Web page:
5.
EuropePMC; 2021.
Preprint in English | EuropePMC | ID: ppcovidwho-308689

ABSTRACT

Digital contact tracing is a public health intervention. It should be integrated with local health policy, provide rapid and accurate notifications to exposed individuals, and encourage high app uptake and adherence to quarantine. Real-time monitoring and evaluation of effectiveness of app-based contact tracing is key for improvement and public trust.

6.
Front Psychiatry ; 12: 743158, 2021.
Article in English | MEDLINE | ID: covidwho-1596387

ABSTRACT

Background: Previous findings suggest that university students are at an elevated risk to experience financial hardship and to suffer from depressive symptoms. This vulnerability may have substantially increased during the coronavirus disease 19 (COVID-19) pandemic which might have affected students' socio-economic situation but possibly also their mental well-being. We examined whether the financial situation changed during the COVID-19 pandemic among German university students, and whether changes were associated with mental well-being. Methods: We conducted a cross-sectional online survey in May and July 2020 at five German universities. Participants were asked, if they had sufficient financial resources to cover monthly expenses before and during the pandemic. The answer options were dichotomized into worsened and no change/better financial situation compared to before the COVID-19 pandemic. Depressive symptoms were assessed using the CES-D 8 scale. For examining associations between sociodemographic, study-related, and financial factors and "worsened financial situation," we ran a generalized linear mixed model. To assess associations between depressive symptoms and worsened financial situation, we performed a linear mixed model. Results: We included 7,199 participants in the analyses (69% female, 30% male, 1% diverse, mean age: 24 years, standard deviation: 4.7). Overall, 25% of the participants reported to have a worsened financial situation at the time of the survey than in the time before COVID-19. Factors associated with a worsened financial situation were migration background, parents not being academics, not being able to borrow money, and payment of tuition fee by student and loan [odds ratios (OR) ranging from 1.20 to 2.35]. Factors associated with lower odds were: being single, living with others, studying a health-related field, being enrolled in a doctoral/Ph.D. or state exam program, and publicly funded tuition/tuition paid with a scholarship (OR ranging from 0.42 to 0.80). A worsened financial situation was associated with 1.02 points more on the CES-D 8 scale (95% CI: 0.80-1.24). Conclusion: Our results suggest that the pandemic put a number of students under financial strain with detrimental consequences for their mental well-being. Renewed attention must be paid to this vulnerable group to prevent the potentially damaging effects on their mental health.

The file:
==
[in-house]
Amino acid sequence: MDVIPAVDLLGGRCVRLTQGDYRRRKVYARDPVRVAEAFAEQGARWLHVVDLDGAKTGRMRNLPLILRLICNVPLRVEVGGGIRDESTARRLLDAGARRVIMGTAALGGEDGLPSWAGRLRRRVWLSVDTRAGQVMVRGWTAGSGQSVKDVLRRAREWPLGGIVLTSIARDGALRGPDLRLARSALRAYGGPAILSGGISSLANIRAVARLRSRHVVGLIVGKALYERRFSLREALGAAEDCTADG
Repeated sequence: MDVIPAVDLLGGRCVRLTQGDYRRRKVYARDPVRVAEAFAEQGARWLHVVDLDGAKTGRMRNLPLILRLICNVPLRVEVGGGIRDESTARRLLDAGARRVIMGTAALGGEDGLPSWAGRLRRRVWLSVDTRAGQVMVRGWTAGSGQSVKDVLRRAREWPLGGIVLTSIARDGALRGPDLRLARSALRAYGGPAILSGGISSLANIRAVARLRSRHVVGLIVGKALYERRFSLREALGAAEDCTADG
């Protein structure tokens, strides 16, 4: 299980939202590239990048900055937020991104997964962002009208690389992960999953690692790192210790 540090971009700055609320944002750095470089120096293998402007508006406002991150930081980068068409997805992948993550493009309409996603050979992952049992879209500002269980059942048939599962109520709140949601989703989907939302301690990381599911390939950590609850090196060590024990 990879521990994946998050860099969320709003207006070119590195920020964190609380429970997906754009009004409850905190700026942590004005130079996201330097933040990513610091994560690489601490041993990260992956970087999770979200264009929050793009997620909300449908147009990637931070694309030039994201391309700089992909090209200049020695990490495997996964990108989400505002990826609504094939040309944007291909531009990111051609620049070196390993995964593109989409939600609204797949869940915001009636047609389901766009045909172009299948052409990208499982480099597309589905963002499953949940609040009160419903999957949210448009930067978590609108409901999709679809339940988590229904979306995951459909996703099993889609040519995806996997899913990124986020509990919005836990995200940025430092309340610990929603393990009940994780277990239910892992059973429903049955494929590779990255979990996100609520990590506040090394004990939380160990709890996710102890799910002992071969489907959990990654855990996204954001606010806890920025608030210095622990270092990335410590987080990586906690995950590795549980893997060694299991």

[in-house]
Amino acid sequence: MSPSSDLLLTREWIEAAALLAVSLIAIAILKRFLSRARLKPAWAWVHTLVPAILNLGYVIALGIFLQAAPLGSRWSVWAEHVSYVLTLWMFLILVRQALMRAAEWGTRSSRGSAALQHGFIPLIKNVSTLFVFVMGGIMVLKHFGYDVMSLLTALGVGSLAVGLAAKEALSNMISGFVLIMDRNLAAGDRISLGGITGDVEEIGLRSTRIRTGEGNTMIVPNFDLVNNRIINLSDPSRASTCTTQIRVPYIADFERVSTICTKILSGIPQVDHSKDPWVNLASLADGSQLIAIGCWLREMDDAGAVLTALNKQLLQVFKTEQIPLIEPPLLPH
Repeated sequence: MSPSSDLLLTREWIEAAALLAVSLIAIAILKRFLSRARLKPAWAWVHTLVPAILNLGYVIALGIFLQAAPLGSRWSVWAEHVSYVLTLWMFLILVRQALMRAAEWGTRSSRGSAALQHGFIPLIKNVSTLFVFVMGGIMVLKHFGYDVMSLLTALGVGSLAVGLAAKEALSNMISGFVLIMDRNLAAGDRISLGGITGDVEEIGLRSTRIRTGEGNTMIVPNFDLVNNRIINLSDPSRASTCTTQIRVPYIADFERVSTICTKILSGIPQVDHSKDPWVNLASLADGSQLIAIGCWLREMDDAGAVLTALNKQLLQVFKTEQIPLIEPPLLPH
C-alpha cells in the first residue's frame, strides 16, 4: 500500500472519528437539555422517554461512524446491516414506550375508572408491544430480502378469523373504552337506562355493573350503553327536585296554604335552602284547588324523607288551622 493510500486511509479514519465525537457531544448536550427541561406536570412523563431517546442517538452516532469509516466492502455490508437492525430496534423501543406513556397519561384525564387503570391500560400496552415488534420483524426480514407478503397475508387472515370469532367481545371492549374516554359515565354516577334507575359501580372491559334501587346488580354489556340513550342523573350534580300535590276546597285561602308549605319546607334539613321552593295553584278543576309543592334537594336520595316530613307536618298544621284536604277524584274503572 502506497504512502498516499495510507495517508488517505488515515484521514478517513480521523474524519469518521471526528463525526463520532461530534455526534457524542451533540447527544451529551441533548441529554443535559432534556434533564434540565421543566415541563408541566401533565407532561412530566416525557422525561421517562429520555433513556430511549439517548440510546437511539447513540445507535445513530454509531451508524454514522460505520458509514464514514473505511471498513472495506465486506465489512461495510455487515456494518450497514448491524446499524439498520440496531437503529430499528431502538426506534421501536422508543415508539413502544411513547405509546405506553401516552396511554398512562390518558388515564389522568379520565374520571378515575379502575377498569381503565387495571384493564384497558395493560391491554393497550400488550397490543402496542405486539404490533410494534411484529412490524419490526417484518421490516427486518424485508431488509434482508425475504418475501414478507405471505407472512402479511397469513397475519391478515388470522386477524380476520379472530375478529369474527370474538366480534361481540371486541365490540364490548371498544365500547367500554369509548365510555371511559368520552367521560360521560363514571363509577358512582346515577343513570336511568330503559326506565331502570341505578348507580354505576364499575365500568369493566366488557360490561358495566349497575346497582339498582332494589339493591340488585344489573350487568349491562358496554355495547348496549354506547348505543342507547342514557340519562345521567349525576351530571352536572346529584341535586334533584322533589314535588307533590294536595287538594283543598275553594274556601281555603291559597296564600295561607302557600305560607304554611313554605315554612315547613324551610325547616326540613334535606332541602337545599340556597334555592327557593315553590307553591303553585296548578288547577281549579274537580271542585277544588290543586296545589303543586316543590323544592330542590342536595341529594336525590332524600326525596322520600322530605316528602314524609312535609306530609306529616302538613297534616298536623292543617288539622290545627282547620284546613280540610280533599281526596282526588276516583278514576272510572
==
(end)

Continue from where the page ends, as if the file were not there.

7.
2021.
Preprint in English | Other preprints | ID: ppcovidwho-296168

ABSTRACT

Background The effect of contact reduction measures on infectious disease transmission can only be assessed indirectly and with considerable delay. However, individual social contact data and population mobility data can offer near real-time proxy information. Aim To compare social contact data and population mobility data with respect to their ability to predict transmission dynamics during the first wave of the SARS-CoV-2 pandemic in Germany. Methods We quantified the change in social contact patterns derived from self-reported contact survey data collected by the German COVIMOD study from 04/2020-06/2020 (compared to the pre-pandemic period), and estimated the percentage mean reduction in the effective reproduction number R(t) over time. We compared these results to the ones based on R(t) estimates from open-source mobility data and to R(t) values provided by the German Public Health Institute. Results We observed the largest reduction in social contacts (90%, compared to pre-pandemic data) in late April corresponding to the strictest contacts reduction measures. Thereafter, the reduction in contacts dropped continuously to a minimum of 73% in late June. R(t) estimates based on social contacts underestimated measured R(t) values slightly in the time of strictest contact reduction measures but predicted R(t) well thereafter. R(t) estimates based on mobility data overestimated R(t) considerably throughout the study. Conclusions R(t) prediction accuracy based on contact survey data was superior to the one based on population mobility data, indicating that measuring changes in mobility alone is not sufficient for understanding changes in transmission dynamics triggered by public health measures.

8.
SSRN; 2021.
Preprint in English | SSRN | ID: ppcovidwho-292692

ABSTRACT